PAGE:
PM Modi in Paris

Solar energy, bilateral talks, innovation summit: Here’s what PM Modi did at COP21

Paris: Prime Minister Narendra Modi had a packed schedule at the  Monday the COP 21 summit in Paris as he addressed the conference, launched the International Solar Alliance with French President Francois Hollande, spoke at the Innovation Summit with other world leaders and held bilateral talks with several leaders including US President Barack Obama and Japan’s Shinzo Abe. Modi also had a conversation with his Pakistan counterpart Nawaz Sharif on the sidelines.

Addressing the COP 21 summit, he cautioned against any unilateral steps that will lead to an economic barrier in the battle against climate change as he hoped that the developed countries would mobilise $100 billion annually by 2020 for mitigation and adaptation.

“The principles of equity and common but differentiated responsibilities must remain the bedrock of our collective enterprise,” Modi said, adding that there should be aggressive mitigative action by developed countries by 2020.

Modi also underlined the need for a national will and genuine global partnership while taking steps to hammer out a climate change deal.

 

“We look to the developed countries to mobilise 100 billion US Dollars annually by 2020 for mitigation and adaptation,” he said.

Noting that conventional energy was still needed, he said it should be made clean and an end to its use should not be imposed. “And, there should be no place for unilateral steps that become economic barriers for others.” Modi called on the developed nations to fulfil their commitment in a credible, transparent and meaningful manner.

As negotiators from over 190 countries sit down over the next few days to hammer out an agreement, Modi said developed nations, which have a larger carbon footprint, should take the lead in addressing the climate change issues.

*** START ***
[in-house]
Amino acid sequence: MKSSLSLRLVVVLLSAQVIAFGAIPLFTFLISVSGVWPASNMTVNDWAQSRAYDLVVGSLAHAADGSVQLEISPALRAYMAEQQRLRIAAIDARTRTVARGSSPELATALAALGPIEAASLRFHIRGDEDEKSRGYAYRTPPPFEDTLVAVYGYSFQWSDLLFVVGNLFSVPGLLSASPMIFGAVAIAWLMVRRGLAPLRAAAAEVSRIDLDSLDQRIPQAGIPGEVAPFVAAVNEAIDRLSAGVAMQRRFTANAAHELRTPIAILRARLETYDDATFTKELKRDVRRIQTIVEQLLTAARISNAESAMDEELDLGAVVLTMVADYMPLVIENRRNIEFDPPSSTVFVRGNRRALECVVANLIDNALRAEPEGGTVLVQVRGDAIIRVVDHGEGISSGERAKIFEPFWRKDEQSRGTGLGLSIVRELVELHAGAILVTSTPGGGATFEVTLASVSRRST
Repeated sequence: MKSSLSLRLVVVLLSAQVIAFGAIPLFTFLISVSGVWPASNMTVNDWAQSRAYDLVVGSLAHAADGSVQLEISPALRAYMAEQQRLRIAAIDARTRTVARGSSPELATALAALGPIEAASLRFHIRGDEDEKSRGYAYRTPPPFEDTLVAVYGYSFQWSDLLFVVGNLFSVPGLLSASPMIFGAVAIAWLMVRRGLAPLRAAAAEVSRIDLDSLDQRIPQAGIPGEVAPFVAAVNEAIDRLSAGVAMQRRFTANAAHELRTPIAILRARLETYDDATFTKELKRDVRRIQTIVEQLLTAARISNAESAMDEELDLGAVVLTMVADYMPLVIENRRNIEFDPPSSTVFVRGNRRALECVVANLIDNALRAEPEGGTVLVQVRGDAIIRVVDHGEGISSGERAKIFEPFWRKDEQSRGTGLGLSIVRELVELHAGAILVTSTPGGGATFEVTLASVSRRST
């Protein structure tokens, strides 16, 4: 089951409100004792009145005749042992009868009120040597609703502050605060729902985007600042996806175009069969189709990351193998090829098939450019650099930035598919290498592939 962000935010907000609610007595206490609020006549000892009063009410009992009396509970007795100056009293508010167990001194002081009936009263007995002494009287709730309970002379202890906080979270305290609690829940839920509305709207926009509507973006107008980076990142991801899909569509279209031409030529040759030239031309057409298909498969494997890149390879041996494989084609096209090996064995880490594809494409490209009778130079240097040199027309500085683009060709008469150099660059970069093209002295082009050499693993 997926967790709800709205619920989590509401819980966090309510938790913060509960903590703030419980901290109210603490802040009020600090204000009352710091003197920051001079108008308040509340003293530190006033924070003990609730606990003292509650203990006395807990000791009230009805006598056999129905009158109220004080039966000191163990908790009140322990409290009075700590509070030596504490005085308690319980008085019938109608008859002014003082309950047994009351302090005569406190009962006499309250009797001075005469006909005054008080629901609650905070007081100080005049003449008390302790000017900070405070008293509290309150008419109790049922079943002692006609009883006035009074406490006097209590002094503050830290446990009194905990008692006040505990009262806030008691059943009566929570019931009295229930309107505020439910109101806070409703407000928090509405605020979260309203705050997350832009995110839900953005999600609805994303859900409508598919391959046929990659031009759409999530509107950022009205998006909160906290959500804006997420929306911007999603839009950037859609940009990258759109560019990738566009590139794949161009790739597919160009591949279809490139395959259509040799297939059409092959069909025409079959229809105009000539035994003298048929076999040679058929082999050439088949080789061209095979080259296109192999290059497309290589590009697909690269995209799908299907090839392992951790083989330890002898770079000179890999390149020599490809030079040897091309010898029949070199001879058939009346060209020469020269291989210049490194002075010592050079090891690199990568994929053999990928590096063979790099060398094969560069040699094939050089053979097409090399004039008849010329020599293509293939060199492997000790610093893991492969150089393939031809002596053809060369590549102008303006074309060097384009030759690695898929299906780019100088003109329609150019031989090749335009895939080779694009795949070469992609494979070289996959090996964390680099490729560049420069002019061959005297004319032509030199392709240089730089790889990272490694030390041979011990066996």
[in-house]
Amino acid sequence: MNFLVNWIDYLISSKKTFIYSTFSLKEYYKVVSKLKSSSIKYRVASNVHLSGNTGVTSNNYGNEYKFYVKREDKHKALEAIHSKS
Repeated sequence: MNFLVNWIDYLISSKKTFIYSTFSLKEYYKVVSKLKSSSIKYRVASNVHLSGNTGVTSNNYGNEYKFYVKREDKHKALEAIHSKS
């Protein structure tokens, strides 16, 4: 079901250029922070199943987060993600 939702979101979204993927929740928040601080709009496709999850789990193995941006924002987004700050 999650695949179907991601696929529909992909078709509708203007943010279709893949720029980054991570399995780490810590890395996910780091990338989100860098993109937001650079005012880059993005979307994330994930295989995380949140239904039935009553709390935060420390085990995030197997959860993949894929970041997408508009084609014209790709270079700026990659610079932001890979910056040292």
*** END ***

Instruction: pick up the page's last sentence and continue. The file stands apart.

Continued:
“It is not just a question of historical responsibility. We hope advanced nations will assume ambitious targets and pursue them as they have the most room for impact,” Modi said at COP 21 plenary.

At the start of his address, Modi refereed to the horrific Paris attacks earlier this month that claimed over 120 lives.

“The pain of Paris is yet to heal. So, I speak in admiration for your resilience and resolve. And, I salute the world for standing, in full strength, with France and Paris,” Modi said.

India’s role

The Prime Minister also told the audience that democratic India must grow rapidly to meet the aspirations of 1.25 billion people, 300 million of whom are without access to energy.

“The prosperous still have a strong carbon footprint but the world’s billions at the bottom of the development ladder are seeking space to grow,” Modi said.

“We will succeed if we have the wisdom to craft a collective partnership that balances responsibilities and capabilities,” he said.

Modi asserted that conventional energy was needed but it should be made clean.

He noted that over next few days, nations will decide the fate of this planet.

“We do so when the consequences of the industrial age powered by fossil fuel are evident, especially on the lives of the poor,” Modi said.

Asserting that the choices are “not easy”, Modi said, “we have awareness and technology. We need now national will and a genuine global partnership.” Modi also listed India’s ambitious targets to tackle climate change. By 2030, India will reduce emissions by 35 per cent of 2005 levels, and 40 per cent of its installed capacity will be from non-fossil fuels, he highlighted.

“We will achieve it by expanding renewable energy — for, example, by adding 175 Gigawatts of renewable generation by 2022. We will enlarge our forest cover to absorb at least 2.5 billion tonnes worth of carbon dioxide,” Modi said.

“We are reducing dependence on fossil fuel through levies and reduction in subsidies; switching sources of fuel where possible; and, transforming cities and public transportation,” he said.

Modi stressed that climate justice demands that, with the little carbon space that is still available, developing countries should have enough scope to grow.

“This also means aggressive mitigation action by developed countries before 2020, including ratification of 2nd Commitment period of Kyoto Protocol, removing conditions and revisiting targets,” the Prime Minister said.

Leave a Reply

Your email address will not be published. Required fields are marked *

You may use these HTML tags and attributes: <a href="" title=""> <abbr title=""> <acronym title=""> <b> <blockquote cite=""> <cite> <code> <del datetime=""> <em> <i> <q cite=""> <strike> <strong>